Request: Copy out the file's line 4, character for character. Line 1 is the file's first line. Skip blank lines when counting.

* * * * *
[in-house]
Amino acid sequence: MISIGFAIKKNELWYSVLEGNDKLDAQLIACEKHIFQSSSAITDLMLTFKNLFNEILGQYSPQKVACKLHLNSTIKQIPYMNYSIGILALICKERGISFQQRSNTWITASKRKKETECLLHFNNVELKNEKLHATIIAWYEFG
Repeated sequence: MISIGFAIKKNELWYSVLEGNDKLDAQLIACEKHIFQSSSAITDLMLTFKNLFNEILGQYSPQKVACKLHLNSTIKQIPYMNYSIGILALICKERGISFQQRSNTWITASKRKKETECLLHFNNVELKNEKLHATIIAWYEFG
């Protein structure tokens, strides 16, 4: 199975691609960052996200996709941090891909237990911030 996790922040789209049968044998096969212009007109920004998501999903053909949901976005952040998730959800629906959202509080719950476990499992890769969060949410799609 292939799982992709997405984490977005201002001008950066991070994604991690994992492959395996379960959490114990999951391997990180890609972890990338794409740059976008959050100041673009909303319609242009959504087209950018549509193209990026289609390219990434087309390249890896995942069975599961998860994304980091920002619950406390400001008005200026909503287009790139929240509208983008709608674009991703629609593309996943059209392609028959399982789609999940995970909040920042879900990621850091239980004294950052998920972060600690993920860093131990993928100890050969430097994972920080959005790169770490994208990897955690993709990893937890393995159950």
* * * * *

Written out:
């Protein structure tokens, strides 16, 4: 199975691609960052996200996709941090891909237990911030 996790922040789209049968044998096969212009007109920004998501999903053909949901976005952040998730959800629906959202509080719950476990499992890769969060949410799609 292939799982992709997405984490977005201002001008950066991070994604991690994992492959395996379960959490114990999951391997990180890609972890990338794409740059976008959050100041673009909303319609242009959504087209950018549509193209990026289609390219990434087309390249890896995942069975599961998860994304980091920002619950406390400001008005200026909503287009790139929240509208983008709608674009991703629609593309996943059209392609028959399982789609999940995970909040920042879900990621850091239980004294950052998920972060600690993920860093131990993928100890050969430097994972920080959005790169770490994208990897955690993709990893937890393995159950």